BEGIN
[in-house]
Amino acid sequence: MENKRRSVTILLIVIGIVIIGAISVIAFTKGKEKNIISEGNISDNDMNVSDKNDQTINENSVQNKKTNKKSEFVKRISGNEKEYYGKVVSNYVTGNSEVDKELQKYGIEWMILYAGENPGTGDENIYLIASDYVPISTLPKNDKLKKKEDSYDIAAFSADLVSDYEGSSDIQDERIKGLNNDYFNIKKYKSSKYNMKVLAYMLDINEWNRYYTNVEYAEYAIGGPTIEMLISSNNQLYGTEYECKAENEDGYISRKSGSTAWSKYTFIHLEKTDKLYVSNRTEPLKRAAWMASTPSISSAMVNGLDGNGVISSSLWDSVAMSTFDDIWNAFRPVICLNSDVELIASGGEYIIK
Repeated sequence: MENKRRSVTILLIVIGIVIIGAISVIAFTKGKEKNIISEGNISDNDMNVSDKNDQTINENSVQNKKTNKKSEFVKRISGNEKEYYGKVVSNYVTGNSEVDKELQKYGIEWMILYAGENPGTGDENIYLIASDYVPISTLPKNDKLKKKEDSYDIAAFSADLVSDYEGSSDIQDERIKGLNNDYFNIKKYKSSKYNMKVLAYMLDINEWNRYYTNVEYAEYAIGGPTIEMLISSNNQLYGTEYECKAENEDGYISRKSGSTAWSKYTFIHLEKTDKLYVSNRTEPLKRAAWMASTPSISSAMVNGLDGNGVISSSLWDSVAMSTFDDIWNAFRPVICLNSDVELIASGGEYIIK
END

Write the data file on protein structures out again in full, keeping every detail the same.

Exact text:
[in-house]
Amino acid sequence: MENKRRSVTILLIVIGIVIIGAISVIAFTKGKEKNIISEGNISDNDMNVSDKNDQTINENSVQNKKTNKKSEFVKRISGNEKEYYGKVVSNYVTGNSEVDKELQKYGIEWMILYAGENPGTGDENIYLIASDYVPISTLPKNDKLKKKEDSYDIAAFSADLVSDYEGSSDIQDERIKGLNNDYFNIKKYKSSKYNMKVLAYMLDINEWNRYYTNVEYAEYAIGGPTIEMLISSNNQLYGTEYECKAENEDGYISRKSGSTAWSKYTFIHLEKTDKLYVSNRTEPLKRAAWMASTPSISSAMVNGLDGNGVISSSLWDSVAMSTFDDIWNAFRPVICLNSDVELIASGGEYIIK
Repeated sequence: MENKRRSVTILLIVIGIVIIGAISVIAFTKGKEKNIISEGNISDNDMNVSDKNDQTINENSVQNKKTNKKSEFVKRISGNEKEYYGKVVSNYVTGNSEVDKELQKYGIEWMILYAGENPGTGDENIYLIASDYVPISTLPKNDKLKKKEDSYDIAAFSADLVSDYEGSSDIQDERIKGLNNDYFNIKKYKSSKYNMKVLAYMLDINEWNRYYTNVEYAEYAIGGPTIEMLISSNNQLYGTEYECKAENEDGYISRKSGSTAWSKYTFIHLEKTDKLYVSNRTEPLKRAAWMASTPSISSAMVNGLDGNGVISSSLWDSVAMSTFDDIWNAFRPVICLNSDVELIASGGEYIIK